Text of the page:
Title: Not so naive Bayesian classification
Speaker: Geoff Webb, Monash University
Date: Thursday, August 24, 2006 11:00am
Location: DIMACS Center, CoRE Bldg, Room 431, Rutgers University, Busch Campus, Piscataway, NJ
Naive Bayes is an extremely efficient classification learning technique. Despite its simplicity, naive Bayes has proved remarkably accurate for many tasks. In consequence, it is widely deployed, even though its accuracy is known to be limited by its attribute independence assumption. Of numerous proposals to improve the accuracy of naive Bayes by weakening its attribute independence assumption, both LBR and SuperParent TAN have demonstrated remarkable accuracy. However, both techniques attain this accuracy at a considerable computational cost. Motivated by both theoretical and practical considerations, we present a new approach to weakening the attribute independence assumption by averaging all of a constrained class of semi-naive Bayesian classifiers. In extensive experiments this technique delivers comparable prediction accuracy to LBR and SuperParent TAN, with substantially improved computational efficiency. It has the desirable properties of
Despite being generative, it delivers classification accuracy competitive with state-of-the-art discriminative techniques.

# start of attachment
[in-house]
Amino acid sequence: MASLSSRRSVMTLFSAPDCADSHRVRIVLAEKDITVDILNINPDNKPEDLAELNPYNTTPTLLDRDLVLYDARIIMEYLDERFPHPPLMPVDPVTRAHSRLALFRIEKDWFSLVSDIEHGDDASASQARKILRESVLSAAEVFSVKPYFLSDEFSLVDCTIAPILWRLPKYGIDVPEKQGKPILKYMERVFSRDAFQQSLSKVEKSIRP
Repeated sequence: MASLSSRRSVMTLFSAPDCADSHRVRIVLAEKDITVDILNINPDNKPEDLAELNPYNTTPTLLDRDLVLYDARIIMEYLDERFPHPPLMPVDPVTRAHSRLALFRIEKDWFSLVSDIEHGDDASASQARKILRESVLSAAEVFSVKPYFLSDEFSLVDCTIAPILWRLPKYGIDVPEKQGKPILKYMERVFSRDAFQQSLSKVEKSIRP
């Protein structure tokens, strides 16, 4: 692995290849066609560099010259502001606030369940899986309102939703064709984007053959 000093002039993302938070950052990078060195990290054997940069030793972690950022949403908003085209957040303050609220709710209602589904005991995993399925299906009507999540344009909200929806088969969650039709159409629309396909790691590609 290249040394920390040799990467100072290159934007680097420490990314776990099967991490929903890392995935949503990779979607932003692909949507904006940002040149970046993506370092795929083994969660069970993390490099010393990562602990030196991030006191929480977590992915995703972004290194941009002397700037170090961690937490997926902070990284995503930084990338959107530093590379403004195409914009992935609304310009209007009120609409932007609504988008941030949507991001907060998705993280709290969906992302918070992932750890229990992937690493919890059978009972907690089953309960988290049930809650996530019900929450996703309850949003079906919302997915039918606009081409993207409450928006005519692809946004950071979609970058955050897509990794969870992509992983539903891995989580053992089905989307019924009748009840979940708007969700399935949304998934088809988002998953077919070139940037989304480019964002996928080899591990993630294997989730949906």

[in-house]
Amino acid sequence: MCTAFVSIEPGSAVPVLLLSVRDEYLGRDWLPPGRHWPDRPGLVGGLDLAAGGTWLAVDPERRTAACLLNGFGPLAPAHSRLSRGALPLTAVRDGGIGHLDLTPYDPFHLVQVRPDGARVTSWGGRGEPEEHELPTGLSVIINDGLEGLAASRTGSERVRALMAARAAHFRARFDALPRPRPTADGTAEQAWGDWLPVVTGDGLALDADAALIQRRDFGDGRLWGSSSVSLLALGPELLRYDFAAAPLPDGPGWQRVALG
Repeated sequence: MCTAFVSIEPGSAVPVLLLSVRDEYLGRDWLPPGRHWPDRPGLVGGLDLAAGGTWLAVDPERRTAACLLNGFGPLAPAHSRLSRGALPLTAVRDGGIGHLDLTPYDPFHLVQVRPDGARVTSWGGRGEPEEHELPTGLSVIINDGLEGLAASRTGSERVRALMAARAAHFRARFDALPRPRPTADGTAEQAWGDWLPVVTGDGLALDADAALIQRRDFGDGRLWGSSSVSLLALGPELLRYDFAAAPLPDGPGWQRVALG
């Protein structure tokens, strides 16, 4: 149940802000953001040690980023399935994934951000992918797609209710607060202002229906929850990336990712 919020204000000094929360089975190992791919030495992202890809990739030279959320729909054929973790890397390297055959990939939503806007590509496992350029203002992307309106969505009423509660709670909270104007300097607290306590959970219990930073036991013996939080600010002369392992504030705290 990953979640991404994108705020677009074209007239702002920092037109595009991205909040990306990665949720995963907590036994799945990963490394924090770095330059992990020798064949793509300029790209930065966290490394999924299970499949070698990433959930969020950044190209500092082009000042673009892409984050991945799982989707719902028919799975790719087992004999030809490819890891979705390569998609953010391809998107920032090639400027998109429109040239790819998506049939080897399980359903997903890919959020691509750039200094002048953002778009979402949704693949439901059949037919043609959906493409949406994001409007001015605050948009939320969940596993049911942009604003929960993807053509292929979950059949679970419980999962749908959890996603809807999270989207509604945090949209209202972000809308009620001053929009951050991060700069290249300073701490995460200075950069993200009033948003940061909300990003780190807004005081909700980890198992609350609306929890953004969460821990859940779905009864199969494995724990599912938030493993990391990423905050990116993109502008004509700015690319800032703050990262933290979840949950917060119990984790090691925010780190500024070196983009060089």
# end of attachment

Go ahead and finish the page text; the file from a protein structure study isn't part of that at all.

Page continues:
Geoff Webb holds a research chair in the Faculty of Information Technology at Monash University. Prior to Monash he held appointments at Griffith University and then Deakin University where he received a personal chair. His primary research areas are machine learning, data mining, and user modelling. He is widely known for his contribution to the debate about the application of Occam's razor in machine learning and for the development of numerous algorithms and techniques for machine learning, data mining and user modelling. His commercial data mining software, Magnum Opus, is marketed internationally by Rulequest Research. He is editor-in-chief of the highest impact data mining journal,Data Mining and Knowledge Discovery and a member of the editorial boards of Machine Learning, ACM Transactions on Knowledge Discovery in Data, and User Modeling and User-Adapted Interaction.